One sign of how serious the eurozone crisis has become is the brevity with which every supposed “solution” brings relief.
There was the recent “rescue” of Spain when the eurozone promised to lend the government more than £80 billion to restructure the country’s banks.
Within days interest rates on Spanish government debt rose to over 7 percent, a level that economists regard as unsustainable.
Then there was the narrow victory of the Greek Tories, New Democracy, in the general election of 17 June. The markets rallied, but not for long.
This was followed by a flurry of excitement over a plan for the eurozone’s two bailout funds (one doesn’t actually exist yet, but never mind) to buy Spanish and Italian government debt.
By the end of last week, German chancellor Angela Merkel had kicked this into the long grass at a meeting with the chief executives of France, Italy, and Spain.
What is driving the crisis now is what one market analyst has called the “doom loop” that binds governments and banks together.
In Europe the financial crisis began with a borrowing and lending spree on the part of banks in the middle of the last decade.
In the Spanish state, for example, regional savings banks called cajas financed a property bubble that concreted over much of the country’s coastline, usually in cahoots with local politicians.
These bubbles were largely independent of the subprime scams going on in the United States—although Germany’s state-owned regional banks bought the equivalent of the Brooklyn Bridge in what proved to be worthless credit derivatives from unscrupulous Wall Street banks.
When the crash came in 2008, European governments pumped money into the banks. But much of the losses the banks had made were swept under the carpet.
Public borrowing soared, partly because of bailouts but mainly because the recession of 2008–9 pushed up government spending and cut tax revenues.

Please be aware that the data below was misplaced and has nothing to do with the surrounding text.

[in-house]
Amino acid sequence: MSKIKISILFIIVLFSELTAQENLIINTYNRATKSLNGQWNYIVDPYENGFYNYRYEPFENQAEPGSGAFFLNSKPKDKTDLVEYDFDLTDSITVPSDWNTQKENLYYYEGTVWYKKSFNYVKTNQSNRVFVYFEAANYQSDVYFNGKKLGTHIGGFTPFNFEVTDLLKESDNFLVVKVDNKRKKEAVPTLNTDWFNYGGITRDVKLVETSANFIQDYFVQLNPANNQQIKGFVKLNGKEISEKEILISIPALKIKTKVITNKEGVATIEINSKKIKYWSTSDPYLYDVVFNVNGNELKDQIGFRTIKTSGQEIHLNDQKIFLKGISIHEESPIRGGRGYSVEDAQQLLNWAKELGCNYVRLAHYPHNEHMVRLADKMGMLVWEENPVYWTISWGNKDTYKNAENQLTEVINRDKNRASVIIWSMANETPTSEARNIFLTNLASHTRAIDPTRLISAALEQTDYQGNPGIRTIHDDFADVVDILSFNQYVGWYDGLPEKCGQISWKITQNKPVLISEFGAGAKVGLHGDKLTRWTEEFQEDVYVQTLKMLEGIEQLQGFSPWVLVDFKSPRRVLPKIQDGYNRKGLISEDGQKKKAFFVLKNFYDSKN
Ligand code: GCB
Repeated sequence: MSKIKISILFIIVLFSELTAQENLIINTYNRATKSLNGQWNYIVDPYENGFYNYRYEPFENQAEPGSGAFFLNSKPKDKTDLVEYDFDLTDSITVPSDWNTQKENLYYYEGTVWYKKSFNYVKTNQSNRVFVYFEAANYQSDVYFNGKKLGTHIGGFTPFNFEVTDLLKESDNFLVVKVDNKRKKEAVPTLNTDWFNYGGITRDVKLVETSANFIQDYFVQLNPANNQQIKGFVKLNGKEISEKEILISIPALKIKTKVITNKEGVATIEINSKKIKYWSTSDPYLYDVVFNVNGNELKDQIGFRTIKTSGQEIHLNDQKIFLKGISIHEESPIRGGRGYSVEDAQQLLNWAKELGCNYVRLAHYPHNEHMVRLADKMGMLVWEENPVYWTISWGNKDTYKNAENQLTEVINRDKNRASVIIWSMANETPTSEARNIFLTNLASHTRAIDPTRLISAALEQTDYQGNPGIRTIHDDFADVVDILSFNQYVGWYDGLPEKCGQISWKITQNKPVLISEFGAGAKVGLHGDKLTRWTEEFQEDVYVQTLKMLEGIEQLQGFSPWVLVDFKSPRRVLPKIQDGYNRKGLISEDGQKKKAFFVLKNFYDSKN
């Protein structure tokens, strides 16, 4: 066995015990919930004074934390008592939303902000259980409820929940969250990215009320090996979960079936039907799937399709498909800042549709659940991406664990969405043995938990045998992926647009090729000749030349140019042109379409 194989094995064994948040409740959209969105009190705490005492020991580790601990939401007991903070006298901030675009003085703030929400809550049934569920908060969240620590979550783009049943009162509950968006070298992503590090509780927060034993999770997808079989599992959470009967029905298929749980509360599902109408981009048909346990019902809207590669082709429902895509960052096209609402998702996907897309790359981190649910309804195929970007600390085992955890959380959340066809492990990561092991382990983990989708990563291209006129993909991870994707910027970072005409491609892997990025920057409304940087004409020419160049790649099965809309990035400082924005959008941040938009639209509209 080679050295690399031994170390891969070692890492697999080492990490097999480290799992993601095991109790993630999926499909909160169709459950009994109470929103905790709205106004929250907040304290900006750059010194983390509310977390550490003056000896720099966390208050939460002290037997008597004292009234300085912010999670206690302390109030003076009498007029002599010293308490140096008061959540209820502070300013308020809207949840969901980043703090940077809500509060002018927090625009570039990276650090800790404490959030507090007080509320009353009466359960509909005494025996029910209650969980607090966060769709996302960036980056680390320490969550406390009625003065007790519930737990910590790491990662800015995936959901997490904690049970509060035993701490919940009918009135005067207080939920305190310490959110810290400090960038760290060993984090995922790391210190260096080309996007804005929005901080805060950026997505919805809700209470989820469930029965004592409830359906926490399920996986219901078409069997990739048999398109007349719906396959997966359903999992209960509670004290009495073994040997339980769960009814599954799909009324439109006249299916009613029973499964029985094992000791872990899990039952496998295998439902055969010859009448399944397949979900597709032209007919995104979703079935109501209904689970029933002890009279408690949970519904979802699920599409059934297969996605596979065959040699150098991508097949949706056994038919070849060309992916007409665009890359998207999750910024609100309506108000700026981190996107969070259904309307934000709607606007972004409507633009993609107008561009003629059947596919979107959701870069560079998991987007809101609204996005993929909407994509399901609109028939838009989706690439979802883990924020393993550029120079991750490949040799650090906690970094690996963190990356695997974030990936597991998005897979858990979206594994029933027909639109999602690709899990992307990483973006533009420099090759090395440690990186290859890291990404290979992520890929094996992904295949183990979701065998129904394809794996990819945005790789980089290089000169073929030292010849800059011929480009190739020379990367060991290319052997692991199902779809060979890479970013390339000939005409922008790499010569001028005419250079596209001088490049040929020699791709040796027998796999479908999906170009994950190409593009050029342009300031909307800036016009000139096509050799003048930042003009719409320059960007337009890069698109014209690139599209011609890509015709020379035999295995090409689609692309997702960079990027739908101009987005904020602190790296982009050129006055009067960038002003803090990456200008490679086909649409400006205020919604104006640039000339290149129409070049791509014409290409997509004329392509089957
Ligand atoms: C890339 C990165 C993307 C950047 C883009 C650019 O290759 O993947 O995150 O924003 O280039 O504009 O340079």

Then came a succession of government debt crises—in Greece, Ireland, Portugal. The European Commission together with the European Central Bank (ECB) and the International Monetary Fund mounted “rescues”.
These kept up the flow of debt repayments to the north European banks that had mainly lent the money in the first place.
But the austerity programmes mounted as a condition of these “rescues” pushed the affected economies into vicious downward spirals. This included Spain, which hadn’t been formally bailed out.
The speculation that Greece at least would crack and leave the eurozone further destabilised the weaker economies. The ECB tried to come to the rescue last winter by lending over more than £800 billion cheaply for three years to the banks.
Banks used a lot of this money to buy their governments’ debt. This bought time for everyone—but made banks and governments even more vulnerable to each other’s collapse.
Other eurozone economies are being drawn in. Interest rates on Italian government debt have sky-rocketed. There are rumours that Silvio Berlusconi is planning to return to politics on a pledge to take Italy out of the euro.
The amounts that would be required to plug the gaps are now enormous. The economist Gavyn Davies calculates that Spain and Italy will need nearly £490 billion to cover their budget deficits and maturing debt. This is probably beyond the capacity of the bailout funds.
This is not just a financial problem. Most of the eurozone economies have been shrinking for months. Only the robust state of the German economy has been keeping the region going. But the latest purchasing managers’ indices predict a sharp contraction in German manufacturing production.
Great economic crises like the present one act as a giant x-ray, exposing structural flaws. One of the biggest of these flaws lies in the eurozone, a neoliberal construction that has served to entrench the dominance of German capitalism. The probability that it will blow up continues to rise.